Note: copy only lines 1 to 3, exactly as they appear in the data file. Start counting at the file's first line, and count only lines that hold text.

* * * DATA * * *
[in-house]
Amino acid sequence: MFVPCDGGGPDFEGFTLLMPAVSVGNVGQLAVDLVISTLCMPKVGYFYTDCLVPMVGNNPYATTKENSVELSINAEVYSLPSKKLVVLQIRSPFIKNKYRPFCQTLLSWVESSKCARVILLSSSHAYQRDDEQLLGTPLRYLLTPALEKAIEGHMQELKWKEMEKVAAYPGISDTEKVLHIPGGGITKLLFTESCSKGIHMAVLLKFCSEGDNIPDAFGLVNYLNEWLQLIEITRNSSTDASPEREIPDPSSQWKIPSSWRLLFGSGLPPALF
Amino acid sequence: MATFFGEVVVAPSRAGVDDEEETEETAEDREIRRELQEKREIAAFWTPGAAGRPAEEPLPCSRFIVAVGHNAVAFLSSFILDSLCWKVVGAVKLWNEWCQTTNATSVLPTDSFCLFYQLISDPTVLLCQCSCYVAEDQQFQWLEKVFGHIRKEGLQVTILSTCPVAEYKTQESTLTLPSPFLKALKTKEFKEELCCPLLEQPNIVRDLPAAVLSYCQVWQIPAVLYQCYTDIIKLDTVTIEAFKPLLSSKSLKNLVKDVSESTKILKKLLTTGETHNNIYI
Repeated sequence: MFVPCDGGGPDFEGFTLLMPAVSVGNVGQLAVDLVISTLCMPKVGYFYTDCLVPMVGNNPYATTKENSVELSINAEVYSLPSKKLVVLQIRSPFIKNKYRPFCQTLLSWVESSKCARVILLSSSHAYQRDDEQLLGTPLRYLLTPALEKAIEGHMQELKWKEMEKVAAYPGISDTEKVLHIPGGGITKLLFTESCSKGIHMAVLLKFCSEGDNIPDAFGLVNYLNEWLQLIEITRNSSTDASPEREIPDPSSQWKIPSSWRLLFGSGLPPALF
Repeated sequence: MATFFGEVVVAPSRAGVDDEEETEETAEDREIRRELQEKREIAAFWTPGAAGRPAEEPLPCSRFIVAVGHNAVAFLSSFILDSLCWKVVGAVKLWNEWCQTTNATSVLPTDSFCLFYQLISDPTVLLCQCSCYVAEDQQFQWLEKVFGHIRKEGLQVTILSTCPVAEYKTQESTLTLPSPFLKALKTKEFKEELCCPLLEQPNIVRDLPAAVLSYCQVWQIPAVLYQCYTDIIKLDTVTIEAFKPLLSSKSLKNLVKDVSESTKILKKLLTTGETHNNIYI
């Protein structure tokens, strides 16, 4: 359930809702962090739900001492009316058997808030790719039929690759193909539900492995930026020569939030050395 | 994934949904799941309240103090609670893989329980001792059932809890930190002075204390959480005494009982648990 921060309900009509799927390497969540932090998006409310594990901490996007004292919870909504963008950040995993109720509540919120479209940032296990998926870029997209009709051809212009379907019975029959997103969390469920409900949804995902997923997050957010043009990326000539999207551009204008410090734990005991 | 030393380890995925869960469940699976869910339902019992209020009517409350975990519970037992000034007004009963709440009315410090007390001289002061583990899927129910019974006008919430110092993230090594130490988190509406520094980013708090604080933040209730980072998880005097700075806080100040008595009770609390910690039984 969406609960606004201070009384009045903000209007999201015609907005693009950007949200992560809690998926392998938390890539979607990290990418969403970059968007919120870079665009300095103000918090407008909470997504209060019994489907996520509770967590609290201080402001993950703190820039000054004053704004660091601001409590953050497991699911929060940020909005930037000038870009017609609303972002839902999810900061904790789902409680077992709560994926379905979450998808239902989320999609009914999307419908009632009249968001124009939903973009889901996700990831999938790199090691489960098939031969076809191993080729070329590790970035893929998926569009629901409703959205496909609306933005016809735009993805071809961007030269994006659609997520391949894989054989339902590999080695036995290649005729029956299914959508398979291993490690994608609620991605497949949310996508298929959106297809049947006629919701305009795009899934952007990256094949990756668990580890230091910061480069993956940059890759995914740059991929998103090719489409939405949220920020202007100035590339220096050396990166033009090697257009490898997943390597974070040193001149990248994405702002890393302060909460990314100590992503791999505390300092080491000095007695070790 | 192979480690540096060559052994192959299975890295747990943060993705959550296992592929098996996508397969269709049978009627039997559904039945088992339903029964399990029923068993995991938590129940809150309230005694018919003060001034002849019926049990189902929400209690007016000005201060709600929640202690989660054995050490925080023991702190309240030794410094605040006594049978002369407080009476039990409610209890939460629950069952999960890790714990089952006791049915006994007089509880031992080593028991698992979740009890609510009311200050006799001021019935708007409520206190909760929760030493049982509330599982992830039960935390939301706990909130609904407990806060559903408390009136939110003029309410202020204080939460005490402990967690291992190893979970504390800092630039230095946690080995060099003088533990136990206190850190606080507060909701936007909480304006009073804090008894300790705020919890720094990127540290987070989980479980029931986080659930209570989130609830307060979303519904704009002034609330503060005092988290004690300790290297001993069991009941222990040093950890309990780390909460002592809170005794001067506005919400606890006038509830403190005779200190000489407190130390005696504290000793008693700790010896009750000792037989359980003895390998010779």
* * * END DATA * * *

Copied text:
[in-house]
Amino acid sequence: MFVPCDGGGPDFEGFTLLMPAVSVGNVGQLAVDLVISTLCMPKVGYFYTDCLVPMVGNNPYATTKENSVELSINAEVYSLPSKKLVVLQIRSPFIKNKYRPFCQTLLSWVESSKCARVILLSSSHAYQRDDEQLLGTPLRYLLTPALEKAIEGHMQELKWKEMEKVAAYPGISDTEKVLHIPGGGITKLLFTESCSKGIHMAVLLKFCSEGDNIPDAFGLVNYLNEWLQLIEITRNSSTDASPEREIPDPSSQWKIPSSWRLLFGSGLPPALF
Amino acid sequence: MATFFGEVVVAPSRAGVDDEEETEETAEDREIRRELQEKREIAAFWTPGAAGRPAEEPLPCSRFIVAVGHNAVAFLSSFILDSLCWKVVGAVKLWNEWCQTTNATSVLPTDSFCLFYQLISDPTVLLCQCSCYVAEDQQFQWLEKVFGHIRKEGLQVTILSTCPVAEYKTQESTLTLPSPFLKALKTKEFKEELCCPLLEQPNIVRDLPAAVLSYCQVWQIPAVLYQCYTDIIKLDTVTIEAFKPLLSSKSLKNLVKDVSESTKILKKLLTTGETHNNIYI